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First Read's Morning Clips

OBAMA AGENDA: Administration’s latest gay-rights move

The Washington Post: “The Labor Department will issue a proposed rule Friday stating that any employee is eligible for leave to care for a same-sex spouse under the Family and Medical Leave Act, according to White House officials, regardless of whether they live in a state that recognizes their marital status.”

From the AP, more pressure on al-Maliki: " The spiritual leader of Iraq's Shiite majority called for a new, "effective" government Friday, increasing pressure on the country's prime minister as an offensive by Sunni militants rages on."

In Iraq, there could be a silver lining for Kurds despite the bloodshed, writes the New York Times. "If they can defend their borders and not get dragged into a bloody stalemate between the Iraqi Army, along with its Shiite militia allies, and the Sunni militants, the Kurds could emerge empowered, even, perhaps, with their centuries-old dream of their own state fulfilled."

The Wall Street Journal: "Before the U.S. agreed to release five Taliban detainees in exchange for Sgt. Bowe Bergdahl, two groups of U.S. military personnel worked for more than year on alternative plans to secure his freedom—including one proposal to pay off militants and another to release an Afghan warlord."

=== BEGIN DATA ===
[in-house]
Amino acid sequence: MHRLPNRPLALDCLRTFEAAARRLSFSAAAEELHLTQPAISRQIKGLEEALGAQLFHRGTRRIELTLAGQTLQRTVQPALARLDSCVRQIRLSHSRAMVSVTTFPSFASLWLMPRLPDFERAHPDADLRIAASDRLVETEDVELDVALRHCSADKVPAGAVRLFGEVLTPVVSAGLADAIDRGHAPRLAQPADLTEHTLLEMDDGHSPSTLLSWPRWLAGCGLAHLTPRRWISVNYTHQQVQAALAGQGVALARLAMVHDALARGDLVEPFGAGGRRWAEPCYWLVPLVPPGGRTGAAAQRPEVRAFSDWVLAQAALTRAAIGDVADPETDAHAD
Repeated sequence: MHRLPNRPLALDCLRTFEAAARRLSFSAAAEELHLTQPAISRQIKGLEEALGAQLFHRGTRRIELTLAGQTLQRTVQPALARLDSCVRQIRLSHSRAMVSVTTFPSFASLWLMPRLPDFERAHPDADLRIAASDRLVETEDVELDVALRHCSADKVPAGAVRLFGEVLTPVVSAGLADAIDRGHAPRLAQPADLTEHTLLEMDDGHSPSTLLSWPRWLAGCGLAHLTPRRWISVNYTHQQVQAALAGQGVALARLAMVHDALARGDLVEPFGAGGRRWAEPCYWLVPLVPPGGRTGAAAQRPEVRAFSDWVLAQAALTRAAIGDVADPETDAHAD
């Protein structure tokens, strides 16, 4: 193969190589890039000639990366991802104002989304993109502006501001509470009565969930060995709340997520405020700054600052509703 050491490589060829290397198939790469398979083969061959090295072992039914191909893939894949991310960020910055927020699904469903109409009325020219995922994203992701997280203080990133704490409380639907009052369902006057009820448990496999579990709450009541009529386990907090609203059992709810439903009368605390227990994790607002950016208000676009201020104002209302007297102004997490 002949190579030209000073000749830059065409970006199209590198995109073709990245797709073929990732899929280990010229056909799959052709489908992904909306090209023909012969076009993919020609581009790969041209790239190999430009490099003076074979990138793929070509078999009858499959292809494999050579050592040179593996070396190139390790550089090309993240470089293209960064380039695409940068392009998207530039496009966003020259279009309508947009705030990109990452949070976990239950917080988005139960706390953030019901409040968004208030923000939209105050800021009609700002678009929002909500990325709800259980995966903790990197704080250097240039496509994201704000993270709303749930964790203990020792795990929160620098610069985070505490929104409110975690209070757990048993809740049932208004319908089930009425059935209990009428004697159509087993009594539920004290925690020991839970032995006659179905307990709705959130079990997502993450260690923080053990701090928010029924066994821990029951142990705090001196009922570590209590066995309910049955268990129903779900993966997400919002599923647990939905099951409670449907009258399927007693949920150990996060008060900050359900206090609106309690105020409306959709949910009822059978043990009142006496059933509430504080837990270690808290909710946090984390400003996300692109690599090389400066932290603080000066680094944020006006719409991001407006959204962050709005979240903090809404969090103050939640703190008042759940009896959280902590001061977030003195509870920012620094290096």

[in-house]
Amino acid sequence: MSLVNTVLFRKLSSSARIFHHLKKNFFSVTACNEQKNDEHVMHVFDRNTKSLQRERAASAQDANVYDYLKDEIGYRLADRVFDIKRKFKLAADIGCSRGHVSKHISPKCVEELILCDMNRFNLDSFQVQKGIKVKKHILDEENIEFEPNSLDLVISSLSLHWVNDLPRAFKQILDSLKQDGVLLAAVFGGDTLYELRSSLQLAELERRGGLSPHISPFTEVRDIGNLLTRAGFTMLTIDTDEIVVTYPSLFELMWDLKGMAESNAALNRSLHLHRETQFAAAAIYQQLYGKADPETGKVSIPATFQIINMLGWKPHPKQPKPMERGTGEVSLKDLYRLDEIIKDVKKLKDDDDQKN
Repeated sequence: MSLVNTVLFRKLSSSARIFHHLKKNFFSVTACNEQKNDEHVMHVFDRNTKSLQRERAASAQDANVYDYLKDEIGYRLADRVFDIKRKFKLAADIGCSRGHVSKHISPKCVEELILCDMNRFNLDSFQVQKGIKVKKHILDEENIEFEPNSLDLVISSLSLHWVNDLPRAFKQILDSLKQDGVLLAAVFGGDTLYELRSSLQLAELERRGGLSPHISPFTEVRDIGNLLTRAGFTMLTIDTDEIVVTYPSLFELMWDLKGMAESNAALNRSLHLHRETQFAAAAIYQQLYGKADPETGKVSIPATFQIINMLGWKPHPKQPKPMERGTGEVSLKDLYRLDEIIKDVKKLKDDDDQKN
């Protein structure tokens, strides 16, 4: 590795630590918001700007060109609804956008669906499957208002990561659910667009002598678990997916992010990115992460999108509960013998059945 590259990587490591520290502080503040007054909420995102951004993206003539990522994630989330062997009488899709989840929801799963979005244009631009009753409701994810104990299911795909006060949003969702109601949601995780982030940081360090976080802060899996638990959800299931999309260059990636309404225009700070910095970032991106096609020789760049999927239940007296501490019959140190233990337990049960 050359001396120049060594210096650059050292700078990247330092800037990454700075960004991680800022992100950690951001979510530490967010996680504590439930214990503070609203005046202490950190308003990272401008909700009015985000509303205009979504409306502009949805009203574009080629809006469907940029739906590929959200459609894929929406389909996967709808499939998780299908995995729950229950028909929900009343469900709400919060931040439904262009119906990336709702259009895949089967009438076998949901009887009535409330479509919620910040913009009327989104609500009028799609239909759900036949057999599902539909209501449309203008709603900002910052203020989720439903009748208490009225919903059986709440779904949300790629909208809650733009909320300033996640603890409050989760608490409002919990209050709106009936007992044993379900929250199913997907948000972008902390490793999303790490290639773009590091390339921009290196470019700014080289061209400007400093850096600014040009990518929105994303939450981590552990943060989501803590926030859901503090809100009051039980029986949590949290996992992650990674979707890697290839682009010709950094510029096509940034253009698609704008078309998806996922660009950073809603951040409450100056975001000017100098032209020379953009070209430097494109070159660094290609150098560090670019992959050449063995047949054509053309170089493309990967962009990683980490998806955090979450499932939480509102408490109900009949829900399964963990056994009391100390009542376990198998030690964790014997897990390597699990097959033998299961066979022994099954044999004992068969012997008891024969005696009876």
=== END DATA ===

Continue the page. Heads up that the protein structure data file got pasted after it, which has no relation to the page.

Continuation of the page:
Benghazi suspect Ahmed Abu Khattala is "talking freely" with U.S. interrogators, the New York Times reports.

CONGRESS: McCarthy and Scalise win

Here's our quick profiles of newly-elected Majority Leader Kevin McCarthy and Majority Whip Steve Scalise.

And a wrap of the elections, which both only required a first ballot.

The Washington Post writes that Scalise won "by selling himself as a hard-edged conservative, and by employing the low-tech political stagecraft of a college student-council election."

National Journal reports that Jeb Hensarling "the popular Texan who passed on the chance to challenge Rep. Kevin McCarthy in Thursday's special election, appears poised to run for one of the top two leadership positions – either speaker or majority leader – in November, according to multiple sources close to the congressman."

OFF TO THE RACES: Schweitzer apologizes

Brian Schweitzer has apologized for his remarks about his "gaydar" and Eric Cantor as well as derogatory statements about Sen. Dianne Feinstein. In a Facebook post, he writes "I recently made a number of stupid and insensitive remarks to a reporter from the National Journal. I am deeply sorry and sincerely apologize for my carelessness and disregard."

Speaking of people who are floating 2016 runs and apologies.. Gov. Rick Perry says he "stepped right in it" with his comments comparing homosexuality to alcoholism, one of us(!) writes.

ARKANSAS: In a new ad, the Senate Majority PAC is hitting Tom Cotton for votes against disaster relief.

COLORADO: Birth control access is becoming a big factor in the Colorado Senate race, with Mark Udall's campaign accusing Cory Gardner of flip-flopping on the issue. After Gardner wrote an op-ed in the Denver Post advocating for over-the-counter access to the pill, Udall and women's groups hit back, noting Gardner's conservative past votes on women's issues as a state lawmaker, including support for a "personhood" ballot measure.